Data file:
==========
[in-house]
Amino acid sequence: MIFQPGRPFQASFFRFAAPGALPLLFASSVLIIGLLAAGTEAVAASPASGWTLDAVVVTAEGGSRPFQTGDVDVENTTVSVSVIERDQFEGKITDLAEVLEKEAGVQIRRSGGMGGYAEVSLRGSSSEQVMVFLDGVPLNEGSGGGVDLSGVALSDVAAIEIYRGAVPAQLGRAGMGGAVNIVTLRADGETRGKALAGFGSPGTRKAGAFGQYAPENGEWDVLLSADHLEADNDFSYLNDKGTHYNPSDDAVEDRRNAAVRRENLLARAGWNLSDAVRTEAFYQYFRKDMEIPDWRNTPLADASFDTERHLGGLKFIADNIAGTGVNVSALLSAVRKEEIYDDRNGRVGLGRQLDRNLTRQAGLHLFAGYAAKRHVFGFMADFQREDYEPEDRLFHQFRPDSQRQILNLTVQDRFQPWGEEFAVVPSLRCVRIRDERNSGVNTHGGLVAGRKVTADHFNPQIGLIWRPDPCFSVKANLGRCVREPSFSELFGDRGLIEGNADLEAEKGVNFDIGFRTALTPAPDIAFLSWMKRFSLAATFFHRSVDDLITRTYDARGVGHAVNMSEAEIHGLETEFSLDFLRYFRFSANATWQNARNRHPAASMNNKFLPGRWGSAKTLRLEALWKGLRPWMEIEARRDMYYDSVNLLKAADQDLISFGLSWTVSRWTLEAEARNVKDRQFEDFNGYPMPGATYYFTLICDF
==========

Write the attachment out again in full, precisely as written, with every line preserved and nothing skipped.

[in-house]
Amino acid sequence: MIFQPGRPFQASFFRFAAPGALPLLFASSVLIIGLLAAGTEAVAASPASGWTLDAVVVTAEGGSRPFQTGDVDVENTTVSVSVIERDQFEGKITDLAEVLEKEAGVQIRRSGGMGGYAEVSLRGSSSEQVMVFLDGVPLNEGSGGGVDLSGVALSDVAAIEIYRGAVPAQLGRAGMGGAVNIVTLRADGETRGKALAGFGSPGTRKAGAFGQYAPENGEWDVLLSADHLEADNDFSYLNDKGTHYNPSDDAVEDRRNAAVRRENLLARAGWNLSDAVRTEAFYQYFRKDMEIPDWRNTPLADASFDTERHLGGLKFIADNIAGTGVNVSALLSAVRKEEIYDDRNGRVGLGRQLDRNLTRQAGLHLFAGYAAKRHVFGFMADFQREDYEPEDRLFHQFRPDSQRQILNLTVQDRFQPWGEEFAVVPSLRCVRIRDERNSGVNTHGGLVAGRKVTADHFNPQIGLIWRPDPCFSVKANLGRCVREPSFSELFGDRGLIEGNADLEAEKGVNFDIGFRTALTPAPDIAFLSWMKRFSLAATFFHRSVDDLITRTYDARGVGHAVNMSEAEIHGLETEFSLDFLRYFRFSANATWQNARNRHPAASMNNKFLPGRWGSAKTLRLEALWKGLRPWMEIEARRDMYYDSVNLLKAADQDLISFGLSWTVSRWTLEAEARNVKDRQFEDFNGYPMPGATYYFTLICDF